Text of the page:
In the 1998 Restructuring, non-REIT qualifying assets (primarily undeveloped land) were acquired by "Wilson family entities". Chapman Capital now questions whether those transactions were in fact arms length, and exactly what kind of auction process was utilized to ensure that IGC and APCT holders received the highest price available in the market at the time of sale. IGC's partnership agreement required that all transactions between IGC and the Wilson family be supported by asset appraisals, yet we have not been able to find evidence that such transactions were supported by an auction-style sale process. Chapman Capital would also be interested in obtaining details of your personal involvement in the June 30, 1997 purchase of 374 acres from ACPP for $3,000,000.00 (requiring you to provide a mere 20% down payment) and your personal involvement in the April 1, 1996 purchase of a note receivable for $1,279,000 from ACPP.
 
    In addition, Chapman Capital is interested in discovering the composition of the> $4.5 million in "general and administrative" expenses (based on the most recent Form 10-Q filing for the nine months ending September 30, 1999), an amount which consumed two-thirds of APCT's rental property revenues in the third quarter. At best this enormous cash outflow represents egregious inefficiencies in managing the company (particularly in collecting management fees and notes receivable), precluding the required distribution to shareholders of 45% of taxable income as so little , if any, income remains. In fact, I am confident that your public shareholders would be very interested to see exactly how many APCT dollars are flowing into the hands of Wilson family entities, whether labeled as incentive fees, $500,000 in consulting fees to your father, management fees, distributions from unconsolidated partnerships, cost of sales-community development, purchases of minority interests or any other category of related-party transactions. Your shareholders have a legal right to such information, and given your father's background with the legal system and ACPT's never-ending water/sewer litigation with Charles County, I am confident your father would feel at-home in a scenario where those facts underwent discovery.
 
    In association with the 1998 Restructuring of IGC (and creation of ACPT), an appraisal of ACPT's assets was commissioned. By the company's own calculation, as of December 31, 1996 the Net Asset Value (NAV) per share of ACPT was estimated to be just under $21.00, or almost 6 x the current stock market price of ACPT's shares (American Stock Exchange, 3/30/2000 price of $3 5/8 per share). Since those appraisals by Robert F. McCloskey Associates (LDA's Parque Escorial's saleable land, representing < 50% of its total acreage, at $35.9 MM in 12/1996; Canovanas at $6.1 MM as of 6/1995), Smail Associates (Smallwood, Westlake Village, Wooded Glen, and Piney Reach in St. Charles at $40.4 MM as of 12/1996), James B. Hooper, P.A. (Fairway Village in St. Charles at $23.2 MM as of 5-10/1997), and by various parties for American Housing, American Management and other interests, the real estate market in ACPT's areas of concentration have been vibrant. Appreciation of 5-10% per year on average could be considered conservative given the rate of real estate inflation experienced nationwide since the mid 1990s. Based on the initial appraisals plus appreciation thereon, Chapman Capital estimates an appraisal conducted today would assign a NAV of over $25 per ACPT share as of year end 1999.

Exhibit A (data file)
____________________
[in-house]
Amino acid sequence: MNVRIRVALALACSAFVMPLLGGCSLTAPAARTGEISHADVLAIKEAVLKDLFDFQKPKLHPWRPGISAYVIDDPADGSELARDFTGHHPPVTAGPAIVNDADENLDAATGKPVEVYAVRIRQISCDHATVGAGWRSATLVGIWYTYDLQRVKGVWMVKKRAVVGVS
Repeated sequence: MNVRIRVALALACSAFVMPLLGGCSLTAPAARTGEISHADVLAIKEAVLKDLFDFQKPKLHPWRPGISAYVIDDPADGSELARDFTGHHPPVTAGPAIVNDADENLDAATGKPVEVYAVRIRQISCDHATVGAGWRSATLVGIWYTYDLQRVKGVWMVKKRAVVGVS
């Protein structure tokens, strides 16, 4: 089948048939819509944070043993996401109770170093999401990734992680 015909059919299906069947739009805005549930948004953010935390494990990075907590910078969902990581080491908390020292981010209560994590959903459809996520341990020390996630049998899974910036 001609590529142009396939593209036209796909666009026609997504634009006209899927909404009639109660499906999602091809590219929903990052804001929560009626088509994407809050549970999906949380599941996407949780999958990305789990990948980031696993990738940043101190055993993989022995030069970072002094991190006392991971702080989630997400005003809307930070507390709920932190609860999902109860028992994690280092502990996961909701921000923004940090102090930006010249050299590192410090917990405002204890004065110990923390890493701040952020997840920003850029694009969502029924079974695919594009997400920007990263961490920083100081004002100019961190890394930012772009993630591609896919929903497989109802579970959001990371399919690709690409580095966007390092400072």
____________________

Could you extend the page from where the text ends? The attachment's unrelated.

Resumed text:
To escape any accusation that this letter offers much criticism without proffering a solution, I will address that area now. ACPT is a partnership whose structure is similar to a closed-end real estate fund. On Wall Street, when individuals who understand their fiduciary duties manage this type of fund, either major repurchase programs are instituted (which by definition accrete to NAV/share) or a full liquidation is instituted. Recently, both Baker, Fentress & Company (NYSE: BKF) and Corporate Renaissance Group (NASDAQ: CREN) adopted and executed plans to increase shareholder value by selling substantially their entire portfolios of investments and distributing the net proceeds to shareholders. James Gorter, the highly-regarded chairman of the board of BKF, said, "For some time, the board of directors has been concerned about the persistent, large discount at which Baker Fentress shares have traded in the market. After thoughtful deliberation over several months, the board has concluded that the proposed plan is the best way to maximize returns to our shareholders. The distribution of cash from the liquidation of the Company's publicly-traded portfolio will allow shareholders to reinvest the proceeds in other investment alternatives ...".
 
    A partial or full liquidation of ACPT is clearly the most efficacious means to maximizing shareholder value, or at a minimum dramatically narrowing the 85% discount to estimated NAV/share. The U.S. and Puerto Rican real estate arenas are clearly "seller's markets," allowing a restructuring involving the sale of the company's appreciated properties to pay reduce debt and to pay shareholders a special dividend immediately thereafter. At this point, APCT is not paying a consistent dividends of any kind reflecting realized gains on its assets, and its shareholders outside of the Wilson family are not on the company payroll or consulting-fee gravy train. Thus, the only reward we can receive is through the common shares' appreciation, a responsibility entrusted to the executive management team that has failed to accomplish it. Unfortunately, you shirked your responsibility and betrayed our trust by failing to achieve any reasonable share price appreciation for several years now.